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DBAPI Paramstyle

P: n/a
The following script is a one person's comparison of three methods for
accessing a postgresql database using psycopg on a debian computer
running python2.3. Following it are the results of running it six
times.

===========================
from time import time, clock
import psycopg

MAX_COUNT = 50000

def pyMethod():
for n in range(MAX_COUNT):
curs.execute('''SELECT %s;''' % n)

def formatMethod():
for n in range(MAX_COUNT):
curs.execute('''SELECT %s;''', [n])

def pyformatMethod():
for n in range(MAX_COUNT):
curs.execute('''SELECT %(n)s;''', {'n':n})

conn = psycopg.connect(host='localhost', database='template1')
curs = conn.cursor()

for method, func in (('Python method: %f, %f', pyMethod),
('Format method: %f, %f', formatMethod),
('Pyformat method: %f, %f', pyformatMethod)):
startTime = time()
startClock = clock()
func()
print method % ((time() - startTime), (clock() - startClock))
===========================

bp@debian:~/demo$ ./pyformatTst.py
Python method: 9.288770, 3.55000
Format method: 9.457663, 3.820000
Pyformat method: 9.446390, 3.700000

bp@debian:~/demo$ ./pyformatTst.py
Python method: 9.152173, 3.400000
Format method: 9.314743, 3.760000
Pyformat method: 9.329343, 3.840000

bp@debian:~/demo$ ./pyformatTst.py
Python method: 9.262013, 3.490000
Format method: 9.344197, 3.570000
Pyformat method: 9.402157, 3.500000

bp@debian:~/demo$ ./pyformatTst.py
Python method: 9.170817, 3.860000
Format method: 9.509313, 3.260000
Pyformat method: 9.380756, 3.770000

bp@debian:~/demo$ ./pyformatTst.py
Python method: 9.271831, 3.540000
Format method: 9.375170, 3.650000
Pyformat method: 9.426898, 3.780000

bp@debian:~/demo$ ./pyformatTst.py
Python method: 9.192097, 3.720000
Format method: 9.244554, 3.690000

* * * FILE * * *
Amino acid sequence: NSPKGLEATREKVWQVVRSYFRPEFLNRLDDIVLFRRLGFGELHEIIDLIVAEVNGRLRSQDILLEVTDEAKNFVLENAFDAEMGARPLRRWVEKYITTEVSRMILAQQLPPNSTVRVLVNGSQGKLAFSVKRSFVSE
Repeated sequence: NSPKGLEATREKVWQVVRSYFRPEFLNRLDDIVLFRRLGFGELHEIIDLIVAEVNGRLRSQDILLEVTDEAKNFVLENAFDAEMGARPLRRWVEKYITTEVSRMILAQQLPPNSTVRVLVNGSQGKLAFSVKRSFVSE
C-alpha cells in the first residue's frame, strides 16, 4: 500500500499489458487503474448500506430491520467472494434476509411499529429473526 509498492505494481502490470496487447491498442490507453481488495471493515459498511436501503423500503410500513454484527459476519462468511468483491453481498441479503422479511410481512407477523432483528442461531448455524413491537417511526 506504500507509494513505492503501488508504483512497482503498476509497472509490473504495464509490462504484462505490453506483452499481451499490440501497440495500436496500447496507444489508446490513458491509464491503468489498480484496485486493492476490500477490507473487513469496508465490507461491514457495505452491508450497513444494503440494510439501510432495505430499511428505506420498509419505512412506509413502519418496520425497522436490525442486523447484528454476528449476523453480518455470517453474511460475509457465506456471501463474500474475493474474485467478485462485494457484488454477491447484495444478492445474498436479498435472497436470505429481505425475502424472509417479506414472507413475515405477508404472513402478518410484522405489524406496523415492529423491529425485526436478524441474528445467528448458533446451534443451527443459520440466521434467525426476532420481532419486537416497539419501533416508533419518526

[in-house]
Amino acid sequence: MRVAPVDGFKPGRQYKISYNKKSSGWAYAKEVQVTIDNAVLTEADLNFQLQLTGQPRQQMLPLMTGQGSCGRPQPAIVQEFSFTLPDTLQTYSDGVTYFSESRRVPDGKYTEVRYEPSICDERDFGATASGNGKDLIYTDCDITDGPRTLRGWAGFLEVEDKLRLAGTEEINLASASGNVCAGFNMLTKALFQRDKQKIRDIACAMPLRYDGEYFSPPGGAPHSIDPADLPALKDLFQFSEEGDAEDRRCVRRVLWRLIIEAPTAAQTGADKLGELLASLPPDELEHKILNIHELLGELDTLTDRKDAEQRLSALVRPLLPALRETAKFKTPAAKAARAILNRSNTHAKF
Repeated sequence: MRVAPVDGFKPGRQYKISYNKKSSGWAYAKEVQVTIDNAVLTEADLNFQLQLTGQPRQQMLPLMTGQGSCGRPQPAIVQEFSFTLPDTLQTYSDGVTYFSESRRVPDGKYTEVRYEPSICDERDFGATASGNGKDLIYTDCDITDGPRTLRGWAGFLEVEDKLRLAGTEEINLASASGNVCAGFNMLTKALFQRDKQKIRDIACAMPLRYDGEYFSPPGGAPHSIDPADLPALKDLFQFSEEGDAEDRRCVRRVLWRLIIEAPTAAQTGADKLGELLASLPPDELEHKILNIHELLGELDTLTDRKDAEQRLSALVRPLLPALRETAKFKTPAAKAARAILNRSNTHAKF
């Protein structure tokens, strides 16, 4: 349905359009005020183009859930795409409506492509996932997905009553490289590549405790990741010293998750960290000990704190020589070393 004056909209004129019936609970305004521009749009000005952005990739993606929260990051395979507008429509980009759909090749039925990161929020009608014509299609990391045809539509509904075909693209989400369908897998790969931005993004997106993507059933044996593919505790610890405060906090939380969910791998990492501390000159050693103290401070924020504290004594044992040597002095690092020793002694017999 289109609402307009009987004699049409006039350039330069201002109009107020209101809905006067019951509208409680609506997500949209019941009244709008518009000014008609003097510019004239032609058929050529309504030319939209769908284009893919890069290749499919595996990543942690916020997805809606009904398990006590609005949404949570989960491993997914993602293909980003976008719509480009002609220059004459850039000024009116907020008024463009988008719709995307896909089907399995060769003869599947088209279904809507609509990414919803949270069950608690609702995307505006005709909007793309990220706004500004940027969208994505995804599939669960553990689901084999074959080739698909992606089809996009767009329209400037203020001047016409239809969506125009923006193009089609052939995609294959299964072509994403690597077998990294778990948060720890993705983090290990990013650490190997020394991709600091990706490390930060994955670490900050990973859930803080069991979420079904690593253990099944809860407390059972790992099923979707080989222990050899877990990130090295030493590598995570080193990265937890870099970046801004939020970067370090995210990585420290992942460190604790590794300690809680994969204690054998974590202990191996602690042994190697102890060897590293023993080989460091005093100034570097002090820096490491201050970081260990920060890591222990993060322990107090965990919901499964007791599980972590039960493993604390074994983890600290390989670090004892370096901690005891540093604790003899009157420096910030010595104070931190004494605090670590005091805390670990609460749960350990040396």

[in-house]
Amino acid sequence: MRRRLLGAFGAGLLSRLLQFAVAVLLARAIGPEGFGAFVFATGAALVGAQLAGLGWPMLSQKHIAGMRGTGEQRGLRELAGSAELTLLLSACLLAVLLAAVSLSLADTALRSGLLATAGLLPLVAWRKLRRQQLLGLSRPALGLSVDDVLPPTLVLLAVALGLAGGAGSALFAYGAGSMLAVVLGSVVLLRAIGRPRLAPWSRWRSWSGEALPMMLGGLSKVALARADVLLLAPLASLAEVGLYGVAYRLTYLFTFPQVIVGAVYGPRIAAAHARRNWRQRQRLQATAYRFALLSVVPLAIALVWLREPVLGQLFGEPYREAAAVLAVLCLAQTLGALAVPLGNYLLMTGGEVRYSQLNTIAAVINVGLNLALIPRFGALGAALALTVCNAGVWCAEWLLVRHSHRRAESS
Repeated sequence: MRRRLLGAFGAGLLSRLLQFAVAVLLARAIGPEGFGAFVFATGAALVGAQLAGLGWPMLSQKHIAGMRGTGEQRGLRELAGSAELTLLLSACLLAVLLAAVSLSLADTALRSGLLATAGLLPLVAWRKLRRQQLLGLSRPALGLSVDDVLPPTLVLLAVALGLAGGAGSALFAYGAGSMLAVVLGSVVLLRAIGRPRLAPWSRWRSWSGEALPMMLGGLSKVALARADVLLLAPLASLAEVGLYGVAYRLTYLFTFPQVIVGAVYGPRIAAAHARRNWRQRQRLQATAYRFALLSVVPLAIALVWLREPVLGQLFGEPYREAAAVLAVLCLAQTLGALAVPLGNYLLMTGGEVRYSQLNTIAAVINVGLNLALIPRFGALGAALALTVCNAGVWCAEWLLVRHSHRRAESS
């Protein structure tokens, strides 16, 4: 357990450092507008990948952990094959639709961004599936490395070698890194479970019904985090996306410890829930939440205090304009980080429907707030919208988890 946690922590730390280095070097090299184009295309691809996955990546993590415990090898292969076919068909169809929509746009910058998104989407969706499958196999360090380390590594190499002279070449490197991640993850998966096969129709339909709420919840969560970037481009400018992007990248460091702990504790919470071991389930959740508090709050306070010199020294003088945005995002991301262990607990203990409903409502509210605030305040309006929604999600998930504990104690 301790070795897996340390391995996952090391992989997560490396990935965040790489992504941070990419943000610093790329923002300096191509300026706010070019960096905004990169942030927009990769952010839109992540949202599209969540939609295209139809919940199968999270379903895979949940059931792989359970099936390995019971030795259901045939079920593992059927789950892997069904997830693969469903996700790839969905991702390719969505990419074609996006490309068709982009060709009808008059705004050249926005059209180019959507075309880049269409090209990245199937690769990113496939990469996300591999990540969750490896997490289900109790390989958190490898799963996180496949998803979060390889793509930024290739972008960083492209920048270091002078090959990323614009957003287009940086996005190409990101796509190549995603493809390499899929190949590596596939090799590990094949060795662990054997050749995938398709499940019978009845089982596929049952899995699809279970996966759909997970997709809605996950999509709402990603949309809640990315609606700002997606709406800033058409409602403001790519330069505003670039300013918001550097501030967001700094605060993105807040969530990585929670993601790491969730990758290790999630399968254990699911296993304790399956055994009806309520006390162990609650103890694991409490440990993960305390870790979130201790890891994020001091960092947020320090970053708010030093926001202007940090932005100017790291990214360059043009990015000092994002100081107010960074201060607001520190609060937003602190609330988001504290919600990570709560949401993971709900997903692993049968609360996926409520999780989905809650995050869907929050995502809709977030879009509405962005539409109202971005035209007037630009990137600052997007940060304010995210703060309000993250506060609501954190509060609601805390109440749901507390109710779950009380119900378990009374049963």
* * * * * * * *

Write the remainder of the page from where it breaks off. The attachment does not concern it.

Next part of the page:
Pyformat method: 9.368582, 3.760000

Similar results occurred with an actual database table.

I must be missing something, so perhaps someone can explain
the benefit of a paramstyle over the usual Python formatting
style and maybe suggest a test to show it. Thanks.

Bob Parnes

--
Bob Parnes
rp*****@megalink.net
Jul 18 '05 #1
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6 Replies


P: n/a
Bob Parnes wrote:
I must be missing something, so perhaps someone can explain
the benefit of a paramstyle over the usual Python formatting
style and maybe suggest a test to show it. Thanks.


set the parameter to "0; DROP DATABASE template1;" and see what
happens.

or set it to os.urandom(1000) and run your test a couple of times to see
what happens.

</F>

Jul 18 '05 #2

P: n/a
On Thu, 24 Mar 2005 15:03:13 +0100, Fredrik Lundh <fr*****@pythonware.com> \
wrote:
Bob Parnes wrote:
I must be missing something, so perhaps someone can explain
the benefit of a paramstyle over the usual Python formatting
style and maybe suggest a test to show it. Thanks.


set the parameter to "0; DROP DATABASE template1;" and see what
happens.

or set it to os.urandom(1000) and run your test a couple of times to see
what happens.


Thanks for the suggestion. My system does not appear to contain an
os.urandom() method. It has a /dev/urandom device, but I don't know how to
use it for this purpose, except perhaps to select the first byte that it
produces.

I have a mediocre talent at programming, which is why I chose python.
For me it was a good choice. I note this so that I hope you understand why
I say that I don't know what you are driving at. My understanding is that a
paramstyle is more efficient than the traditional python approach for repeated
use of a query. If so, then I do not see how the choice of a parameter is
relevant. If it is more efficient only in a specific abstract case, then
one would have to look for other reasons to use it in a practical application.

Bob Parnes

--
Bob Parnes
rp*****@megalink.net
Jul 18 '05 #3

P: n/a
Bob Parnes <rp*****@megalink.net> wrote:

I have a mediocre talent at programming, which is why I chose python.
For me it was a good choice. I note this so that I hope you understand why
I say that I don't know what you are driving at. My understanding is that a
paramstyle is more efficient than the traditional python approach for repeated
use of a query. If so, then I do not see how the choice of a parameter is
relevant. If it is more efficient only in a specific abstract case, then
one would have to look for other reasons to use it in a practical application.


In theory, using a paramstyle allows the query to be sent to the SQL
database backend and compiled like a program. Then, successive uses of the
same query can be done by sending just the parameters, instead of sending